Darrin Jones was questioned by a probation officer about an alleged assault last summer, but it was not a “custodial interrogation” and thus will not be suppressed if his case goes to trial, a Washington County Circuit Court Judge ruled Tuesday.
Jones, 44, of Gwynn Oak, Md., is charged with first- and second-degree assault and reckless endangerment in an incident that allegedly took place while he was living at Wells House, a drug treatment facility on East Baltimore Street, according to court documents.
Jones’ probation officer, Danielle Staley, testified Tuesday that the alleged victim, Herbert Weare, had told another officer about the incident on Aug. 26. The next day, Jones met with Staley for a scheduled appointment and she asked him about Weare’s claim.
After first denying the incident, Staley testified that Jones told her about it “in explicit detail.” Staley testified she later informed her supervisor and submitted a written statement to the supervisor, but was never questioned by police.
Jones was not restrained, told he could not leave, or taken into custody after the meeting, she testified.
“Mr. Jones walked in and Mr. Jones walked out,” Assistant State’s Attorney Brett Wilson told Judge Daniel P. Dwyer. “He didn’t have to answer any questions.”
Assistant Public Defender Michael Wilson argued a probation officer is an agent of the state and Jones should have been given a Miranda warning before he was questioned.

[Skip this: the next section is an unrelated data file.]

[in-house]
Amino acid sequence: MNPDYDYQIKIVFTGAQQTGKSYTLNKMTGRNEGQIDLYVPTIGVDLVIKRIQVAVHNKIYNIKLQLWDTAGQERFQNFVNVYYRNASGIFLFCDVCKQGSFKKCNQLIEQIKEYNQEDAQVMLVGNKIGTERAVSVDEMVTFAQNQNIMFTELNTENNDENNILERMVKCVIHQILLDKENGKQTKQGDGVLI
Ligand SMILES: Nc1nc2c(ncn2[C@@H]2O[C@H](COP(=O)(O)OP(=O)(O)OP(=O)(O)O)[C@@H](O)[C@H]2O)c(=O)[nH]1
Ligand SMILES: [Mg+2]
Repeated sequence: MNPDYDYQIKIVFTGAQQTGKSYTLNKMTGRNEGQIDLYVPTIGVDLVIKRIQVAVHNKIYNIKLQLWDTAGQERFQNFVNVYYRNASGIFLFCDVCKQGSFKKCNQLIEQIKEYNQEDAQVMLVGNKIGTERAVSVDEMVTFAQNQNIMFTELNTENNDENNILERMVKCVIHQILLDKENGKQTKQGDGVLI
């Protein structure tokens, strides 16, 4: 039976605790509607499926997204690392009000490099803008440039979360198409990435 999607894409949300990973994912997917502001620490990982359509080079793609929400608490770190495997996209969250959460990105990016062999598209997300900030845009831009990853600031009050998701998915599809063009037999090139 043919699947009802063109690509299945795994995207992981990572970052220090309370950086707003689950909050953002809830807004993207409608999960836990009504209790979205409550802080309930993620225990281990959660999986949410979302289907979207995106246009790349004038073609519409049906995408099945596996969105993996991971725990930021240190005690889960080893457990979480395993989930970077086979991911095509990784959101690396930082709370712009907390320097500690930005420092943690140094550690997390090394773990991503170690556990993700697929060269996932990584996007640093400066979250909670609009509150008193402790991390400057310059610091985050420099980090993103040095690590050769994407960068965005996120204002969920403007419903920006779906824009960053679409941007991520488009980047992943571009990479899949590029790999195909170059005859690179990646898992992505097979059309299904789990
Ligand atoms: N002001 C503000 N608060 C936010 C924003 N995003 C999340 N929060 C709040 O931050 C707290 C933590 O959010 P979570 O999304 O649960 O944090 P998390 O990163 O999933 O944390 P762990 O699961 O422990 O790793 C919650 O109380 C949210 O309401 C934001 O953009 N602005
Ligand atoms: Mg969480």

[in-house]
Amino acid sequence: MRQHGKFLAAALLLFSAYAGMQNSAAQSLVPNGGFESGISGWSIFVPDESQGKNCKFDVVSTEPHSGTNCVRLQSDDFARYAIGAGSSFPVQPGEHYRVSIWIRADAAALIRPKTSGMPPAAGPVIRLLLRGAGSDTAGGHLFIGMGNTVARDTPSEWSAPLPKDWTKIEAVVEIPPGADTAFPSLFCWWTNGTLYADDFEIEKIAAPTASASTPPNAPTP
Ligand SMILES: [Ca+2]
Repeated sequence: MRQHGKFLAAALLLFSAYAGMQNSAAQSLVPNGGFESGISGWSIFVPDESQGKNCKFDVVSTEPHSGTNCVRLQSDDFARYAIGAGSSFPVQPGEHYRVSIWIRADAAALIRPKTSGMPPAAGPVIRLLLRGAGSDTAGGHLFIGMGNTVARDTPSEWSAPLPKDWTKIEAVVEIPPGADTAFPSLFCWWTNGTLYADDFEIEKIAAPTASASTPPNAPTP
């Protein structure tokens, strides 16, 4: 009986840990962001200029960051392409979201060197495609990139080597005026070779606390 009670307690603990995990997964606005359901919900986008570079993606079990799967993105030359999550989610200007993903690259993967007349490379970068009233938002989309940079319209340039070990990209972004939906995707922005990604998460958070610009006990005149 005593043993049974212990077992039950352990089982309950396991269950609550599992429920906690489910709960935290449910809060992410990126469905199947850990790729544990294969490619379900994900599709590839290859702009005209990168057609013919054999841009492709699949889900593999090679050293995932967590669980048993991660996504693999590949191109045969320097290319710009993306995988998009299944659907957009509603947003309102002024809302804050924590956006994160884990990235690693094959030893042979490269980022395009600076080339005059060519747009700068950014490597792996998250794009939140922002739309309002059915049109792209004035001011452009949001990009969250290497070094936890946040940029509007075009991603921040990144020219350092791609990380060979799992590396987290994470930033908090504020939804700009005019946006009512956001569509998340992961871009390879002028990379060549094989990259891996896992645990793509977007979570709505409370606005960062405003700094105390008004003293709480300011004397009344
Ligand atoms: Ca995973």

“This was an interrogation,” Michael Wilson said, asking Dwyer to suppress Jones’ statements to Staley.
It is part of probation officer’s duties to ask clients about possible breaches of the law, Brett Wilson told Dwyer.
“It clearly was an interrogation and no Miranda warning was given,” Dwyer said in his ruling from the bench. “If it’s a custodial interrogation, the Miranda warning must be given.”
However, Dwyer ruled that Jones was never told he could not leave and, in fact, did leave at the end of his meeting, thus it was not a custodial interrogation.
Last year, a county circuit court judge granted Wells House a preliminary injunction against the City of Hagerstown and the police department regarding an Aug. 30 search of the facility related to Jones’ case. All items seized by police in the search were ordered returned to Wells House pending a further hearing.
Attorneys for Wells House argued that federal and state laws protect the confidentiality of patient information in such facilities.